By Alan Prendergast
By Michael Roberts
By Michael Roberts
By Amber Taufen
By Patricia Calhoun
By William Breathes
By Michael Roberts
By Melanie Asmar
"People don't understand that you can't always be telling staff what's going on," Castro says. "I didn't want to tell anybody that I was raped, you know what I'm saying? I really didn't. I was so scared."
Forged out of Denver's so-called "Summer of Violence" in 1993, YOS was a bold approach to a rising tide of youth crime. The core idea, hammered out in a special session of the Colorado Legislature called by then-governor Roy Romer, was to fashion a hybrid program -- tougher than juvenile corrections, but insulated from the harsh realities of adult prison -- that stressed discipline, education and responsibility.
As originally conceived, YOS would require young offenders -- known as "residents," not inmates -- to earn privileges and status through hard work and academic achievement. Rival gang kids would be expected to work together and confront each other over their bad behavior, establishing a "positive peer culture." Trained youth counselors would serve as role models and open up lines of communication.
Nothing quite like it existed anywhere. Corrections officials were wary of its experimental nature and its emphasis on rehabilitation. Other critics balked at the heavy staffing and staggering price tag; the average cost per resident -- now around $52,000 a year -- was double what it took to keep an adult prisoner in a medium-security prison, making YOS one of the most expensive corrections programs in the country. But supporters argued that if enough YOS graduates stayed out of the adult system, that would more than justify the cost.
Early results were encouraging. Through its first four years, YOS boasted a recidivism rate that was less than one-fourth of the rate in the adult prison system. But in 1998, the program was moved from its cramped quarters at the high-security Denver Reception and Diagnostic Center on Smith Road to the more expansive campus in Pueblo, and things quickly began to fall apart.
Although the move had been planned for some time, it resulted in a startling shakeup of staff, leadership and policy. More than 80 percent of the Denver staff refused to make the move or soon fled the program. Those who hung on found themselves in a demoralizing clash of cultures with corrections officers who'd transferred into plum jobs at YOS from other DOC facilities, often with little or no prior experience working with juveniles. The number of assaults, escape attempts and revocations -- residents failing the program and being shipped to adult prison -- shot up dramatically. Several YOS top administrators, including former legislator Regis Groff and psychologist Richard Swanson, the principal author of the program, resigned in disgust, publicly denouncing the DOC brass for transforming their innovation into a junior-varsity slammer.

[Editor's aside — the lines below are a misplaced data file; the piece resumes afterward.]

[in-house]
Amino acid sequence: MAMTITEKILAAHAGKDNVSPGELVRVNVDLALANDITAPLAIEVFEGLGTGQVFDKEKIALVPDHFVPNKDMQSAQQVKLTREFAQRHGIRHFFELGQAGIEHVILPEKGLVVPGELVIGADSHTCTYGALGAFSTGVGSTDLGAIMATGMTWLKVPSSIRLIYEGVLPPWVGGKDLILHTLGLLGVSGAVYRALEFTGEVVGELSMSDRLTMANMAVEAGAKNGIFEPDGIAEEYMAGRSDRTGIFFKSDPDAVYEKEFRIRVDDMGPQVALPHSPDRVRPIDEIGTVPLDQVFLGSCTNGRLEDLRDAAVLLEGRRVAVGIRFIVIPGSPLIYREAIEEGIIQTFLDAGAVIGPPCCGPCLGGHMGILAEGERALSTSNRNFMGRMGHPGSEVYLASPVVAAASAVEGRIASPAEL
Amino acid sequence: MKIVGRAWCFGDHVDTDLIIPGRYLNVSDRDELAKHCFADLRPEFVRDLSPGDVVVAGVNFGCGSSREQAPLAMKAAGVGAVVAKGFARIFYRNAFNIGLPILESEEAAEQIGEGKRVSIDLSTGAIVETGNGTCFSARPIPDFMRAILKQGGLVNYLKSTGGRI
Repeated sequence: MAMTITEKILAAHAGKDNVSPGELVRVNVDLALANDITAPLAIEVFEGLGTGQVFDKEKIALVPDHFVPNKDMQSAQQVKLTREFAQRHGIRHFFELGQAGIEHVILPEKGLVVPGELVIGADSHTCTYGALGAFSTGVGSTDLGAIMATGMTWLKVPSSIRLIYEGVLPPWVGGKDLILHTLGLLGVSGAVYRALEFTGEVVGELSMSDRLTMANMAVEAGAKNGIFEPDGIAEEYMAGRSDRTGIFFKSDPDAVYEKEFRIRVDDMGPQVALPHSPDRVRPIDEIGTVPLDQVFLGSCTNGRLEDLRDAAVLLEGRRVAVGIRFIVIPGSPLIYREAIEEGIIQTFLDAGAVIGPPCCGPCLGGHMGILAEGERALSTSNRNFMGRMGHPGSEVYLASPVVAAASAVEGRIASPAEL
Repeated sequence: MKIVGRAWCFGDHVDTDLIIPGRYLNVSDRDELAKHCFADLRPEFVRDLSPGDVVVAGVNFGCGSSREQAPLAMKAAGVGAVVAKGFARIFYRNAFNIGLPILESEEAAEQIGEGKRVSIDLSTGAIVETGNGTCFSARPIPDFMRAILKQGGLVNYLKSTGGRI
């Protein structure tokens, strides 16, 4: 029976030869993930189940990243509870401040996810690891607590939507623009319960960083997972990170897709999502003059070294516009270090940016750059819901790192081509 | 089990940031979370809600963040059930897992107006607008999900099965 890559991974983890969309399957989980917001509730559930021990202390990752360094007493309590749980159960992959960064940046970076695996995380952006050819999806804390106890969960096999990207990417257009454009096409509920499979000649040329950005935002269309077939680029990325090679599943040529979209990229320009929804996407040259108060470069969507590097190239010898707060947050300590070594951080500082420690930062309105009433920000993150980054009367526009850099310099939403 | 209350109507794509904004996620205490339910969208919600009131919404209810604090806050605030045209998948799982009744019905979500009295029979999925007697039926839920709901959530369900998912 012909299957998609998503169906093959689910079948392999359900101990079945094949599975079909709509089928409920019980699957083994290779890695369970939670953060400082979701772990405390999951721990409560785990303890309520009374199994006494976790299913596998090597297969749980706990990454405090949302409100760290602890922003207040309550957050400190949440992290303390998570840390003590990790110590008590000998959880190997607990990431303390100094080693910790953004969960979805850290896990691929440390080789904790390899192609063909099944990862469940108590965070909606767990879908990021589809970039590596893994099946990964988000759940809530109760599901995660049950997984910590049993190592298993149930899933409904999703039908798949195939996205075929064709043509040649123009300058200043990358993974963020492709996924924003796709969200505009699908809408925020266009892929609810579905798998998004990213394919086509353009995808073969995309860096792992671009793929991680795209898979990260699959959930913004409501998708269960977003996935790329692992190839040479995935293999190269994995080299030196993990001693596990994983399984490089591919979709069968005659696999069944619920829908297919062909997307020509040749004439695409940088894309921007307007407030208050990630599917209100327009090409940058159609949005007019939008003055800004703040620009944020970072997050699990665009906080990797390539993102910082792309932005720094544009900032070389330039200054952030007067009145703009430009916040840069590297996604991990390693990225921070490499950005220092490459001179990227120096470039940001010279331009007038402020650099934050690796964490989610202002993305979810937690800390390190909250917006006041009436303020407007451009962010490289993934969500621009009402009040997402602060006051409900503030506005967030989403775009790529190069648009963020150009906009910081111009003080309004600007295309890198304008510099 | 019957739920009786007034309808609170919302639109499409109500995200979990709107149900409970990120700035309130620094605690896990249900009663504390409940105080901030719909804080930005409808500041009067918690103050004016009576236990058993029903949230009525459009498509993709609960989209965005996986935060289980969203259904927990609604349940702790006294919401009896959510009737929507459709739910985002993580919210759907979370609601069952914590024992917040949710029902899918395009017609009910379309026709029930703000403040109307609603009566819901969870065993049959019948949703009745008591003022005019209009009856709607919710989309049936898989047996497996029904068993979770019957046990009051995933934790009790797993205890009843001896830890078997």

Perhaps the most disastrous aspect of the YOS move to Pueblo, though, was the impact on its female residents. Girls hadn't been much of a factor when the program operated out of the Denver diagnostic center; the place simply didn't have room for them. The occasional female was put through boot camp alongside the boys for four to six weeks and then sent to an all-girl contract facility in another state to complete the remainder of her sentence.
One of the reasons for the move to Pueblo was to end the out-of-state placement. In theory, there would be room for the girls to have their own dormitory and lots of one-on-one attention. In practice, however, part of the building was soon handed over to male residents and male staff, and the one-on-one sessions that resulted were probably not what the administration had in mind. Other parts of the grounds that had been originally allocated to YOS, and the jobs that went with them, were soon assigned to an overflow of adult female prisoners, then to a group of adult male inmates, as the DOC made a series of dubious decisions to deal with overcrowding at other prisons.
Allegations of sexual misconduct within YOS were first reported in Westword more than three years ago ("What We Have Here...Is a Failure to Rehabilitate," December 2, 1999). The situation erupted into a major criminal investigation in late 2001, and administrators eventually acknowledged that there had been a series of "inappropriate" relationships, consensual or otherwise, between male and female residents, between residents and staff, and between YOS adolescents and adult prisoners.
One female resident was pregnant, and so was one adult prisoner; in both cases, the fathers were young males in YOS. Three girls claimed to have been sexually assaulted by male staffers, while at least three others appear to have been involved in an ongoing exchange of sexual favors for goods and services, ranging from candy and takeout hamburgers to favorable progress reports. Ultimately, at least three-quarters of the dozen or so girls who've been through YOS over the past four years have had sexual misadventures of one kind or another.
The DOC's response to this dismal revelation has been curious. On the one hand, the agency has fired five corrections officers, including one woman; four of them have since been charged criminally in connection with YOS-related incidents. But the DOC has also gone after several female residents in court, seeking to revoke them and impose their full adult prison sentences -- arguing, in effect, that it takes two to tango.